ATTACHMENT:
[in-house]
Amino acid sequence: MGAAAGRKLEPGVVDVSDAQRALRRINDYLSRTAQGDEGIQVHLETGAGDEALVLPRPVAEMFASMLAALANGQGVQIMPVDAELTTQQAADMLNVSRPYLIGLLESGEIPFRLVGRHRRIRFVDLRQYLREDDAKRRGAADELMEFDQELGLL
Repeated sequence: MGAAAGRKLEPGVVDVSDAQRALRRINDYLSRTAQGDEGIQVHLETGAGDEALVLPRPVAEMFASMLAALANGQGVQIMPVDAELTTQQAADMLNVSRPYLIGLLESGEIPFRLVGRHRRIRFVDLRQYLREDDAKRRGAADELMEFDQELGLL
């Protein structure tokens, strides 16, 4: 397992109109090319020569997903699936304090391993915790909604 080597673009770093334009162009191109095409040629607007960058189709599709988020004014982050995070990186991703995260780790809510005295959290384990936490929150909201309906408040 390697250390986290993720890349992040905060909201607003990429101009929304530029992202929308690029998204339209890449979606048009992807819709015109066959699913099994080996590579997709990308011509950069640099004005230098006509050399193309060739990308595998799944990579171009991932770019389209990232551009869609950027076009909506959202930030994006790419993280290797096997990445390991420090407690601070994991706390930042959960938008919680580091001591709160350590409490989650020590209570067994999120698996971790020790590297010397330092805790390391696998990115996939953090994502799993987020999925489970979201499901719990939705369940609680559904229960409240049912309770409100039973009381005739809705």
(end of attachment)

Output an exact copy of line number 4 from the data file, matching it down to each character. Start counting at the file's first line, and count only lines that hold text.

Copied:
């Protein structure tokens, strides 16, 4: 397992109109090319020569997903699936304090391993915790909604 080597673009770093334009162009191109095409040629607007960058189709599709988020004014982050995070990186991703995260780790809510005295959290384990936490929150909201309906408040 390697250390986290993720890349992040905060909201607003990429101009929304530029992202929308690029998204339209890449979606048009992807819709015109066959699913099994080996590579997709990308011509950069640099004005230098006509050399193309060739990308595998799944990579171009991932770019389209990232551009869609950027076009909506959202930030994006790419993280290797096997990445390991420090407690601070994991706390930042959960938008919680580091001591709160350590409490989650020590209570067994999120698996971790020790590297010397330092805790390391696998990115996939953090994502799993987020999925489970979201499901719990939705369940609680559904229960409240049912309770409100039973009381005739809705």